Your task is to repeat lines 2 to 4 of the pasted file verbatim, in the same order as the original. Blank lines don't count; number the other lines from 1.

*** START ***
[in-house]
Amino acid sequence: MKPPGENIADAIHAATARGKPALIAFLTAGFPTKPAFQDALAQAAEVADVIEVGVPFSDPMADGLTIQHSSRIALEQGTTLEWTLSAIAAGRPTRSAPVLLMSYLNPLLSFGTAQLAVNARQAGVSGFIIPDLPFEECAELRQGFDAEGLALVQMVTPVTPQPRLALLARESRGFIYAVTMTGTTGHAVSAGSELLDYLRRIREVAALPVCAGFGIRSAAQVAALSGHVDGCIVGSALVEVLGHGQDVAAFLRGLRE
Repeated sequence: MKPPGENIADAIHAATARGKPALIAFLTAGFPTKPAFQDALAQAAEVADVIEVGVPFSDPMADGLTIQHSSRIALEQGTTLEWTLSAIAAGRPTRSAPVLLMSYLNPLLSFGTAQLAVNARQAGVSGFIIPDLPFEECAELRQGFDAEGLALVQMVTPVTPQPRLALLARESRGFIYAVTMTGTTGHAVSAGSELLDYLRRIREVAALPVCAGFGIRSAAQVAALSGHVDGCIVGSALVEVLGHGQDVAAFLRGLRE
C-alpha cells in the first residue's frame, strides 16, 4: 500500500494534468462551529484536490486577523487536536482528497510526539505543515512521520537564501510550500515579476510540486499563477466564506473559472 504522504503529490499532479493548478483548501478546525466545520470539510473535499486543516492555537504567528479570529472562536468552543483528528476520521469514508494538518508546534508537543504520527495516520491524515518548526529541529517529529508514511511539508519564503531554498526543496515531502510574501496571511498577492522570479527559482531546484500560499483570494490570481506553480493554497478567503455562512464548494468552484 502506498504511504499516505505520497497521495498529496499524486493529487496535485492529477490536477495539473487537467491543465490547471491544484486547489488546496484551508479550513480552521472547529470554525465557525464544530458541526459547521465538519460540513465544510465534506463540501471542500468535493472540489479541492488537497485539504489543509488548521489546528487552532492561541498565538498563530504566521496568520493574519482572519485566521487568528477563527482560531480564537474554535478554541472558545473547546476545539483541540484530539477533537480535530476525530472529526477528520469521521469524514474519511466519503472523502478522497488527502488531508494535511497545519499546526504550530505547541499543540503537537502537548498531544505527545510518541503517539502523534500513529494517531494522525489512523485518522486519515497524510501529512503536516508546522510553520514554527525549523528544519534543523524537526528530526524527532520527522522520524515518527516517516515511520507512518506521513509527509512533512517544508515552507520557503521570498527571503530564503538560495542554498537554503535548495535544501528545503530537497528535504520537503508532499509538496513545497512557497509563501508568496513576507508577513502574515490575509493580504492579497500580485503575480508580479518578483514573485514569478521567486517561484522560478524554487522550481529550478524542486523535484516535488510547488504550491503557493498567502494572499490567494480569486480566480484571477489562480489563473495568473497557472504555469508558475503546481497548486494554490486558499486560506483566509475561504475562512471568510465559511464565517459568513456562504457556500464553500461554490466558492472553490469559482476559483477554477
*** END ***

Amino acid sequence: MKPPGENIADAIHAATARGKPALIAFLTAGFPTKPAFQDALAQAAEVADVIEVGVPFSDPMADGLTIQHSSRIALEQGTTLEWTLSAIAAGRPTRSAPVLLMSYLNPLLSFGTAQLAVNARQAGVSGFIIPDLPFEECAELRQGFDAEGLALVQMVTPVTPQPRLALLARESRGFIYAVTMTGTTGHAVSAGSELLDYLRRIREVAALPVCAGFGIRSAAQVAALSGHVDGCIVGSALVEVLGHGQDVAAFLRGLRE
Repeated sequence: MKPPGENIADAIHAATARGKPALIAFLTAGFPTKPAFQDALAQAAEVADVIEVGVPFSDPMADGLTIQHSSRIALEQGTTLEWTLSAIAAGRPTRSAPVLLMSYLNPLLSFGTAQLAVNARQAGVSGFIIPDLPFEECAELRQGFDAEGLALVQMVTPVTPQPRLALLARESRGFIYAVTMTGTTGHAVSAGSELLDYLRRIREVAALPVCAGFGIRSAAQVAALSGHVDGCIVGSALVEVLGHGQDVAAFLRGLRE
C-alpha cells in the first residue's frame, strides 16, 4: 500500500494534468462551529484536490486577523487536536482528497510526539505543515512521520537564501510550500515579476510540486499563477466564506473559472 504522504503529490499532479493548478483548501478546525466545520470539510473535499486543516492555537504567528479570529472562536468552543483528528476520521469514508494538518508546534508537543504520527495516520491524515518548526529541529517529529508514511511539508519564503531554498526543496515531502510574501496571511498577492522570479527559482531546484500560499483570494490570481506553480493554497478567503455562512464548494468552484 502506498504511504499516505505520497497521495498529496499524486493529487496535485492529477490536477495539473487537467491543465490547471491544484486547489488546496484551508479550513480552521472547529470554525465557525464544530458541526459547521465538519460540513465544510465534506463540501471542500468535493472540489479541492488537497485539504489543509488548521489546528487552532492561541498565538498563530504566521496568520493574519482572519485566521487568528477563527482560531480564537474554535478554541472558545473547546476545539483541540484530539477533537480535530476525530472529526477528520469521521469524514474519511466519503472523502478522497488527502488531508494535511497545519499546526504550530505547541499543540503537537502537548498531544505527545510518541503517539502523534500513529494517531494522525489512523485518522486519515497524510501529512503536516508546522510553520514554527525549523528544519534543523524537526528530526524527532520527522522520524515518527516517516515511520507512518506521513509527509512533512517544508515552507520557503521570498527571503530564503538560495542554498537554503535548495535544501528545503530537497528535504520537503508532499509538496513545497512557497509563501508568496513576507508577513502574515490575509493580504492579497500580485503575480508580479518578483514573485514569478521567486517561484522560478524554487522550481529550478524542486523535484516535488510547488504550491503557493498567502494572499490567494480569486480566480484571477489562480489563473495568473497557472504555469508558475503546481497548486494554490486558499486560506483566509475561504475562512471568510465559511464565517459568513456562504457556500464553500461554490466558492472553490469559482476559483477554477